Sept. 25 (UPI) -- British troops are on standby to assist London's Metropolitan Police after more than 100 armed officers handed their weapons back to protest one of their colleagues being charged with murder in the shooting death of a 24-year-old man.
The Ministry of Defense agreed to temporarily transfer or assign soldiers to support the capital's armed police units with counter-terrorism cover after receiving a request from the Home Office on Sunday.
"We have accepted a Military Aid to the Civil Authorities request from the Home Office to provide routine counter-terrorism contingency support to the Metropolitan Police, should it be needed," said an MOD spokesperson.
The police officers turned in their weapons permits after a colleague -- identified only as NX121 -- was charged Thursday with murdering construction worker Chris Kaba in south London in September 2022. Kaba, who was unarmed, died after the officer allegedly fired a single shot through the windshield of the car he was driving.
They say the risk to themselves and their loved ones from criminal prosecution for discharging their firearms in the course of doing their jobs means being an armed officer is no longer a viable option.
The officer, who is free on bail after appearing at the Old Bailey courthouse on Thursday and has yet to enter a plea, is due back in court on Dec. 1.
Met Commissioner Sir Mark Rowley said the current system undermined his officers and called for them to be granted greater legal protection.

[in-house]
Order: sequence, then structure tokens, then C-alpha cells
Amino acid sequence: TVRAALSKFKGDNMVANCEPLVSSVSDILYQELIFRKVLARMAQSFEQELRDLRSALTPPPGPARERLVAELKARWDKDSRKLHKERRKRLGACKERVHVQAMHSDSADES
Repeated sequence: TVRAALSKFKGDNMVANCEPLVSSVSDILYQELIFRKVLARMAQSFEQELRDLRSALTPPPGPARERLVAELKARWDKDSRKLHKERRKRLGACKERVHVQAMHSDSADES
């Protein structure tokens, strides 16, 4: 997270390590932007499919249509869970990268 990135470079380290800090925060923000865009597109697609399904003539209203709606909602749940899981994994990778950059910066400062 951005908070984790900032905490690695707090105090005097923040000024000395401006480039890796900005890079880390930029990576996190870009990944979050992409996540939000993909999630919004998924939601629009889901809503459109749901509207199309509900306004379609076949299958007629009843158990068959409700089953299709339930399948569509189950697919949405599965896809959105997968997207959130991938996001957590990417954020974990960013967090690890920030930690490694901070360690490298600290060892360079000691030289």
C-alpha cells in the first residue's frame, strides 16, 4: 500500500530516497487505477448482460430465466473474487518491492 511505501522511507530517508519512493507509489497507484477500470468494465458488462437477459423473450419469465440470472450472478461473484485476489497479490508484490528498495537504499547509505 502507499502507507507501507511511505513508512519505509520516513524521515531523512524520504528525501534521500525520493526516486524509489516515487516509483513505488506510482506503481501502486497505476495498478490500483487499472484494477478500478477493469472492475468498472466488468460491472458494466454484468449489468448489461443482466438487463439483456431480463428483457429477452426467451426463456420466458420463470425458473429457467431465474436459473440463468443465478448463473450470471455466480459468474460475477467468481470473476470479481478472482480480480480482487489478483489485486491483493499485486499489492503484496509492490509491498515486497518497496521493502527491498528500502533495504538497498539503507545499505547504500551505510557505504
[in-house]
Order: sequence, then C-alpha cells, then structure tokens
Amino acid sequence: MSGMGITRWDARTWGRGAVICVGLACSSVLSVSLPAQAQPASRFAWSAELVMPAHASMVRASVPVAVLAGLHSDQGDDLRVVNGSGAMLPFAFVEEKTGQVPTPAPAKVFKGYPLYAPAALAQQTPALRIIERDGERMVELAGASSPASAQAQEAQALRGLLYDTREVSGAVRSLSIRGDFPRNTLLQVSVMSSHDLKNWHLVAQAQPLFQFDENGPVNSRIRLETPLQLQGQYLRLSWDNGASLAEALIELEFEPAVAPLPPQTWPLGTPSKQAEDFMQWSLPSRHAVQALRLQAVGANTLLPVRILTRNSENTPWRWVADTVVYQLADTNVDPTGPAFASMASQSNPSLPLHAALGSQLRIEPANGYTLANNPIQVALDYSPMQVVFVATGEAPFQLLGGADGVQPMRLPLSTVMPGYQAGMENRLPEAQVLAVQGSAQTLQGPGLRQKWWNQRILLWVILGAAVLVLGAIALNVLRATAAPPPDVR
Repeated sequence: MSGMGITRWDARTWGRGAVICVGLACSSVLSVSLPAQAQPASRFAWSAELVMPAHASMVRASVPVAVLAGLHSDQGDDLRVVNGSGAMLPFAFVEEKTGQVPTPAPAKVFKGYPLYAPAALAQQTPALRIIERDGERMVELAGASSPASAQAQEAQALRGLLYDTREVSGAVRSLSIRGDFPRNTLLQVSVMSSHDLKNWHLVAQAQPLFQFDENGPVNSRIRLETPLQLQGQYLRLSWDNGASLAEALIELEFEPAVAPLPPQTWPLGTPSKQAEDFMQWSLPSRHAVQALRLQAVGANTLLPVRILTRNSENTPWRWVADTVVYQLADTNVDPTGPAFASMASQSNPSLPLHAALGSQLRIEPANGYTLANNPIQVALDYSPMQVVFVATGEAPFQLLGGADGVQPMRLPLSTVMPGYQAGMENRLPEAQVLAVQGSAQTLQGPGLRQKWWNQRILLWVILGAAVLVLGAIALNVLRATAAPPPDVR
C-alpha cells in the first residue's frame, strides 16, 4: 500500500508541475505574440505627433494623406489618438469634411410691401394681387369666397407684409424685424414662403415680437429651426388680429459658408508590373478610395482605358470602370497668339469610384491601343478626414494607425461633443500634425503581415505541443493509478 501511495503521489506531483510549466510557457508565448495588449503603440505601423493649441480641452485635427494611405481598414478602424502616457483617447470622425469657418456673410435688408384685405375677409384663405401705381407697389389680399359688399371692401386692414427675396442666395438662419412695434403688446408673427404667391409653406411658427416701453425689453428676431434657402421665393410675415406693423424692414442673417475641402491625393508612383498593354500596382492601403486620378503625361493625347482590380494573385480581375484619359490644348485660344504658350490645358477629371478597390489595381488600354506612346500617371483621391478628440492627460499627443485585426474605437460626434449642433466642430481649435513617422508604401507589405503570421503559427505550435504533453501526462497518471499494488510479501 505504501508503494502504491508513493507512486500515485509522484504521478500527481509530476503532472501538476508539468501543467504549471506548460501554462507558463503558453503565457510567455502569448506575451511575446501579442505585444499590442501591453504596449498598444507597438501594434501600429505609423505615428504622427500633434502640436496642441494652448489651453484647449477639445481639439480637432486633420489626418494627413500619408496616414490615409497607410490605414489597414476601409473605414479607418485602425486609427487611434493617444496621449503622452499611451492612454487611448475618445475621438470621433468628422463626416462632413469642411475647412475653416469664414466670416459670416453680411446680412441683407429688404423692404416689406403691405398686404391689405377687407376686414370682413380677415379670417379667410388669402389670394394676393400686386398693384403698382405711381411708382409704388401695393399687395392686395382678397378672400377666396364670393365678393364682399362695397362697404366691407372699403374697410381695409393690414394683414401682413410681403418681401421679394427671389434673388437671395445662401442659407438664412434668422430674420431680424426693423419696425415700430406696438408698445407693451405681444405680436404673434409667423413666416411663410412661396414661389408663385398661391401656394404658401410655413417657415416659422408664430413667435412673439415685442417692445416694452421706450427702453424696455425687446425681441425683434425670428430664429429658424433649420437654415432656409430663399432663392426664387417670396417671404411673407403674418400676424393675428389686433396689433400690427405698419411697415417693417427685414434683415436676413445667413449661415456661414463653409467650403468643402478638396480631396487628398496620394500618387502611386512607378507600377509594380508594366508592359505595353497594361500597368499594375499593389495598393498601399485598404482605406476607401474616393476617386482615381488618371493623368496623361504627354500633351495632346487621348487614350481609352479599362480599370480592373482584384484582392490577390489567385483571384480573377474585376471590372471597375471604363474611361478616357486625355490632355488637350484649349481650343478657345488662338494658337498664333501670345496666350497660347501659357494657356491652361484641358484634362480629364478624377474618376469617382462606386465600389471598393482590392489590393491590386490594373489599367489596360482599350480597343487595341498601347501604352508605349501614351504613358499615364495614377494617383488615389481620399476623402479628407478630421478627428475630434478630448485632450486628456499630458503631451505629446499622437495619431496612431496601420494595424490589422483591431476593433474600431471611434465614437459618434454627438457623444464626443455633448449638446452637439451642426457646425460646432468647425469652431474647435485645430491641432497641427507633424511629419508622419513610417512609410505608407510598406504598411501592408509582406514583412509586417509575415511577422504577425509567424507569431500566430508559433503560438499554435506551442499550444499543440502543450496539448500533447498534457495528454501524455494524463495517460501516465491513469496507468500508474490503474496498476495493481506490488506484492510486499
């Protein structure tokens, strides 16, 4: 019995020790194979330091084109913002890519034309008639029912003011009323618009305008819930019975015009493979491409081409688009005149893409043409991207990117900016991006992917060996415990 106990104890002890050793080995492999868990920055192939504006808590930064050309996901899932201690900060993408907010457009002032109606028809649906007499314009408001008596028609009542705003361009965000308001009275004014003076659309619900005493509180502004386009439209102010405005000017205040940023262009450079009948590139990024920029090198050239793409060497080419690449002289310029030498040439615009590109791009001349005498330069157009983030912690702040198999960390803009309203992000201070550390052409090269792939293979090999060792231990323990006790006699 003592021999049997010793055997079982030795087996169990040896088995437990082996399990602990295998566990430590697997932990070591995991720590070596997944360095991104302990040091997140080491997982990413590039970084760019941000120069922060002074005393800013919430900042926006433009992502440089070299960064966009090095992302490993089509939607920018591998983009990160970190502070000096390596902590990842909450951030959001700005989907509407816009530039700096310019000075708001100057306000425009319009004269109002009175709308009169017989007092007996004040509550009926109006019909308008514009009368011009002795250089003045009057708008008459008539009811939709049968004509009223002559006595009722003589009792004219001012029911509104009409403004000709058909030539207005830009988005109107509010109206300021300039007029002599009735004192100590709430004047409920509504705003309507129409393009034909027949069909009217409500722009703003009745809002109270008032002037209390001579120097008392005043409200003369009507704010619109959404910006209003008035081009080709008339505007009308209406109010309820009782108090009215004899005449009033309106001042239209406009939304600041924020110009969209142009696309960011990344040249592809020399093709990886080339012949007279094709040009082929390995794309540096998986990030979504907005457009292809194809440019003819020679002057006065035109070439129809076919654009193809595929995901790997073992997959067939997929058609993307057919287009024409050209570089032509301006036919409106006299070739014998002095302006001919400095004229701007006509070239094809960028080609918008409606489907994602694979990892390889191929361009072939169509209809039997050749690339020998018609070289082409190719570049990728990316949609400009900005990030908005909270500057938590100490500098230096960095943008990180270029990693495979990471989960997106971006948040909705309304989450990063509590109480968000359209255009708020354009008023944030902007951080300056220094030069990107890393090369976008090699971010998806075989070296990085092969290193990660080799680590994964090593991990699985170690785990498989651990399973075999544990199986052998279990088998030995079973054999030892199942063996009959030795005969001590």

"There is a concern on the part of firearms officers that even if they stick to the tactics and training they have been given, they will face years of protracted legal proceedings which impact on their personal wellbeing and that of their family. While previous reviews have been announced, they have not delivered change," Rowley said Sunday in a letter to Home Secretary Suella Braverman.
"Carrying a firearm is voluntary. We rely on officers who are willing to put themselves at risk on a daily basis to protect the public from dangerous criminals including terrorists. Officers need sufficient legal protection to enable them to do their job and keep the public safe, and the confidence that it will be applied consistently and without fear or favor."
Braverman launched an urgent review Sunday into how officers are held to account when force is used.
The Met's 34,000 officers, of which 2,595 are armed, deal with about 4,000 incidents a year involving armed suspects with officers opening fire on two or fewer instances, equivalent to about 0.05% of armed operations, according to Britain's largest force.